23. 23. Market scenario • To promote EV and its infrastructure the government has announced the following action plan BOT-model to promote the infrastructure of charging station The government will partner with a company to set up a build-transfer-operate (BOT) model. 10% rule for Public sector and private companies Institutions and companies having parking lots with more than 50 lots are required to equip at least 10% of the lots with wireless charging station Adaption obligation for EV car manufacturer EV car manufacturer have to ensure that all newly built EV can be charged by the wireless charging technology Tax restitution for wireless charging The government will refund the tax for both wireless charging stations and EV with wireless charging technology
  24. 24. Simplified value chain Technology Manufacturing/ Sales Operation Cities/ Government Wireless charging stations EV Owners Car manufacturers EV Parking lot owner Legend: Manufacturing process Car equipment Charging station Charging station & equipment
  25. 25. Agenda 1. Electric Vehicle – Why does it matter 2. Wireless charging technology 5. Business model 4. Market scenario 3. Market analysis 6. Future outlook
  26. 26. Introduction of Q-BO Company • Company: Q-BO Joint venture of Qualcomm and Bosch • Technology supplier and manufacturer, both for charging station and for the EV charging equipment • Operation of charging station Q-BO
  27. 27. Introduction of Q-BO Company – competitive advantage of Q-BO • Strong relationship to car manufacturer • Experience in car charging station • “German” engineering quality • High venture capital and market power • Experience in wireless technology • Patent for wireless inductive charging • Research alliances with car manufacturer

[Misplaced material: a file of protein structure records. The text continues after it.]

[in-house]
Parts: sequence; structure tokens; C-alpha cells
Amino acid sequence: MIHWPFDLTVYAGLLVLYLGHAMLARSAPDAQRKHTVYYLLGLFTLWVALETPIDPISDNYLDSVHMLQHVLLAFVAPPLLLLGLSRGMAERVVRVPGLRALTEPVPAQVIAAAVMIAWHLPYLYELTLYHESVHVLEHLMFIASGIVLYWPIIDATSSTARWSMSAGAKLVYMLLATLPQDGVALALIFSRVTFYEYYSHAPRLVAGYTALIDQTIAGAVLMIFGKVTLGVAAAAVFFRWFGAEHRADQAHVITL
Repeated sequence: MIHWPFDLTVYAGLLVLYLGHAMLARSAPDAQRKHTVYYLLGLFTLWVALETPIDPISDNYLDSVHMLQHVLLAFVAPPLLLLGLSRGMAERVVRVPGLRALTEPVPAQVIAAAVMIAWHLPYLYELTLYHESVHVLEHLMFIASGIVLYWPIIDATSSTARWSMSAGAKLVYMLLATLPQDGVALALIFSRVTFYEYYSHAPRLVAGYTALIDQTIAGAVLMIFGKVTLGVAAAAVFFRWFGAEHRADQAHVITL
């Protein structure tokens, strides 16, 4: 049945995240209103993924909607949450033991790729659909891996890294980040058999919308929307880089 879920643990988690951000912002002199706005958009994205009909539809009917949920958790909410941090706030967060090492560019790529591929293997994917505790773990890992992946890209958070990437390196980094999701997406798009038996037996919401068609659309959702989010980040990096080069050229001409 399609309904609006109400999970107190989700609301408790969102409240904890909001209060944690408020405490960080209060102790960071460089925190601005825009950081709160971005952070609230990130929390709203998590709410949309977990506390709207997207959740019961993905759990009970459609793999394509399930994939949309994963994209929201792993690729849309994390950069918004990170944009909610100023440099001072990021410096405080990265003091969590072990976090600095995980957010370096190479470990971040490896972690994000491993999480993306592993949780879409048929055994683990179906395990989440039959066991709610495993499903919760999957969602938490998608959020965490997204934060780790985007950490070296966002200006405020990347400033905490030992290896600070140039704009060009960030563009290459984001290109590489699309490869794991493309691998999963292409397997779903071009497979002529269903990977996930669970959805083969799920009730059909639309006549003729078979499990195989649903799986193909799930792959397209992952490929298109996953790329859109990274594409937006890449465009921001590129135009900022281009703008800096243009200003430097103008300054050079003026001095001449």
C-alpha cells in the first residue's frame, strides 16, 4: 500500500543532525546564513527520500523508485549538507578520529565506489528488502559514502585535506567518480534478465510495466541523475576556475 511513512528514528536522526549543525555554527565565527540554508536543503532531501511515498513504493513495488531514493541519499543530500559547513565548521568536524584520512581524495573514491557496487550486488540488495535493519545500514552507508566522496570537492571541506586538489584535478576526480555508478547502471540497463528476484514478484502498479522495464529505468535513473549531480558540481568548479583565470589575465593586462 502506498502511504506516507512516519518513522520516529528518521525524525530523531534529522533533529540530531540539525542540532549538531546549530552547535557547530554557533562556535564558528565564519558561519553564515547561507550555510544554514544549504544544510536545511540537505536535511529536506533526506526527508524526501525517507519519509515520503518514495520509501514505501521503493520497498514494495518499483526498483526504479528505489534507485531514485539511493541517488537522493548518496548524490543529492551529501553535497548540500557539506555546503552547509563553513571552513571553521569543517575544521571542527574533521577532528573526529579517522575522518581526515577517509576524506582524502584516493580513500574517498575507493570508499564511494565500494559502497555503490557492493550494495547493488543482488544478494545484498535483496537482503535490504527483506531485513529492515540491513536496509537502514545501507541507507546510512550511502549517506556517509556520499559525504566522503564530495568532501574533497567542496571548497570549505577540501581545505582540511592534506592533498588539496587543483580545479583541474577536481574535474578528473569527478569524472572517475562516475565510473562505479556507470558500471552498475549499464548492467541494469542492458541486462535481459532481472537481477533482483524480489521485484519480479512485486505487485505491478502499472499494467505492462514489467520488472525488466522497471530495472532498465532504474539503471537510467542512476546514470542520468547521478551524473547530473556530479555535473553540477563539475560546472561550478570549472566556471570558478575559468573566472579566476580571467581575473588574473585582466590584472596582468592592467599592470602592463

28. 28. Introduction of Q-BO Q-BO’s unique selling proposition Technology Manufacturing/ Sales Operation Cities/ Government Wireless charging stations EV Owners Car manufacturers EV Parking lot owner Legend: Manufacturing process Car equipment Charging station Charging station & equipment Q-BO Q-BO Q-BO
  29. 29. Customer selection Customer selection Cities/ Government Wireless charging stations EV Owners Car manufacturers EV Parking lot owner Legend: Manufacturing process Car equipment Charging station Charging station & equipment Q-BO As Key customer selected - Car manufacturer - Cities/Government - Parking lot owners EV owners as final customers - Decision maker over the whole success of the value chain - Challenge: Less direct influence
  30. 30. Customer selection Customer selection Segment Need Car manufacturer • Acquiring new customers for EV’s • Meeting governmental requirements • Reliable partnerships • Manufacturing cheaper EV’s cars Private users • Easier, faster and safer way of charging • Convenience of charging at home Cities and Government • Promotion of EV • Better and more convenient infrastructure • Reliable partner and operation Parking lot owners (those which have or operate a parking lot with > 50 parking slots) • Meeting governmental requirements • More convenience for customers / employees • Opportunity to attract new customers segments • Opportunity to enter new business models • Reliable partner and operation What needs does wireless charging satisfy? Car unit customers Charging station customers
  31. 31. Value proposition Value Proposition Design: How to Create Products and Services Customers Want (Strategyzer) Paperback – October 20, 2014 by Alexander Osterwalder (Author), & 4 more Value proposition – manufacturers Acquiring new customers for EV's Offering a high density of charging stations Meet requirements from the government BOT and cooperation with government securing their standards NEEDS VALUE PROPOSITION
  32. 32. Value proposition Value Proposition Design: How to Create Products and Services Customers Want (Strategyzer) Paperback – October 20, 2014 Value proposition – car owners Convenient, fast charging automated charging Easy payment Payment will be electronically Cost savings due to a smaller battery high density of charging stations NEEDS VALUE PROPOSITION